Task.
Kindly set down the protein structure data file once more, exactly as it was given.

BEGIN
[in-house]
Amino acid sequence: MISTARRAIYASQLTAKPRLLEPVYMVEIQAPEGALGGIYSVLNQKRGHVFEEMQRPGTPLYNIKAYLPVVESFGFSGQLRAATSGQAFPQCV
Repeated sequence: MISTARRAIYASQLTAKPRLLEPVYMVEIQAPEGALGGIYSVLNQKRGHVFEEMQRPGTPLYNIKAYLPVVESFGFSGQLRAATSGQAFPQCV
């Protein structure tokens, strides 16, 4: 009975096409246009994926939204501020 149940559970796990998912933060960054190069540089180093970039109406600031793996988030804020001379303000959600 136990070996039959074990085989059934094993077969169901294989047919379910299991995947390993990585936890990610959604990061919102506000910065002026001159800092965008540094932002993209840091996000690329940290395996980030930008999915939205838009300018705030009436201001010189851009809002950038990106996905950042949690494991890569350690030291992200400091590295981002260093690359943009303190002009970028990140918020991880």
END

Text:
[in-house]
Amino acid sequence: MISTARRAIYASQLTAKPRLLEPVYMVEIQAPEGALGGIYSVLNQKRGHVFEEMQRPGTPLYNIKAYLPVVESFGFSGQLRAATSGQAFPQCV
Repeated sequence: MISTARRAIYASQLTAKPRLLEPVYMVEIQAPEGALGGIYSVLNQKRGHVFEEMQRPGTPLYNIKAYLPVVESFGFSGQLRAATSGQAFPQCV
């Protein structure tokens, strides 16, 4: 009975096409246009994926939204501020 149940559970796990998912933060960054190069540089180093970039109406600031793996988030804020001379303000959600 136990070996039959074990085989059934094993077969169901294989047919379910299991995947390993990585936890990610959604990061919102506000910065002026001159800092965008540094932002993209840091996000690329940290395996980030930008999915939205838009300018705030009436201001010189851009809002950038990106996905950042949690494991890569350690030291992200400091590295981002260093690359943009303190002009970028990140918020991880």